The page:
Nintendo's Game Boy classics on the TV screen!
In the mid-90s, Nintendo released the Super Game Boy, a special SNES cartridge that allowed players to play their favorite Game Boy games on the TV and use the SNES controller as a main control option. At the time it was a unique idea as no other console was able to play handheld games like the Super Game Boy did. With the Game Boy lacking a lit screen, this allowed players to see the games clearly and made them fit to play with an audience.
In 2003, the successor to the Super Game Boy was released: the Game Boy Player. The Game Boy Player is an adapter for the GameCube that connects to the bottom of the console using the high speed parallel port. The adapter also came with a GameCube disc that was required to play the games. Once everything was set up, it would play Game Boy, Game Boy Color, and Game Boy Advance games.
The Game Boy Player used embedded technology similar to that of the Game Boy Advance, meaning that no emulation software was needed to run the games. On the front of the device, players could insert their Game Boy or GBA cartridges. It also featured a link cable port in order to access connectivity features in some games. Players were able to control the games using either a GameCube controller or use the GameCube to GBA link cable in order to use the GBA as a controller and retain the original controller layout.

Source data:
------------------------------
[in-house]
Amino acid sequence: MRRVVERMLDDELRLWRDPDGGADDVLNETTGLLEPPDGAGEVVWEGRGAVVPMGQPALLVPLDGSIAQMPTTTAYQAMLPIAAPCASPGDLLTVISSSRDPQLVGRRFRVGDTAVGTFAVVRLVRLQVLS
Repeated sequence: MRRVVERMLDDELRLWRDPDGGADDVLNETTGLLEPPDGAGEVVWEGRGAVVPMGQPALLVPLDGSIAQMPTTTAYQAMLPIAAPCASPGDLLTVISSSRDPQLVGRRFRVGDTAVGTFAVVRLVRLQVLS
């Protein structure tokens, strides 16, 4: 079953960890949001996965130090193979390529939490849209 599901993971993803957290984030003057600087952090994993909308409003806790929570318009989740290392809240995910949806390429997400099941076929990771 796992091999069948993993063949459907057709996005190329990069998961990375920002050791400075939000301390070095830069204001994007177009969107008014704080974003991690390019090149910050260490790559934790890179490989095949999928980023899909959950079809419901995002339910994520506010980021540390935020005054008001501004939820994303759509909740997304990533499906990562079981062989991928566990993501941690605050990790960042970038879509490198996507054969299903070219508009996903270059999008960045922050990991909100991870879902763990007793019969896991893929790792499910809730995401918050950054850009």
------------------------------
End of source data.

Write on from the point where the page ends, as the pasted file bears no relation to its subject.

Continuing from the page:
Compatibility wise, the Game Boy Player did have some issues. Motion controlled games like Kirby Tilt ‘N’ Tumble, Wario Ware: Twisted!, and Yoshi Topsy Turvy would present issues when using the player. It would require the player to hold the system and shake it around. GBA Video cartridges (which hosted sample episodes of several TV shows like TMNT) were also incompatible with the player due to copyright issues.
Despite these drawbacks, the compatibility of the Game Boy Player was impressive. The e-Reader, a GBA card scanner released in 2002, and the Game Boy Advance wireless adapter, worked fine with the Player and its compatible games. The Game Boy Player also featured rumble for some games. If players turned the feature on, they could experience rumble feedback on their GBA games through the GameCube controller. Some of these games include Super Mario Advance 4: Super Mario Bros. 3 and Mario and Luigi: Superstar Saga.
With the Nintendo DS and Wii generation, Nintendo didn’t release a system that allowed the Wii to play DS games. The upcoming Wii U and its controller, however, could mark the return of displaying handheld games on a console should Nintendo further expand their Virtual Console plans.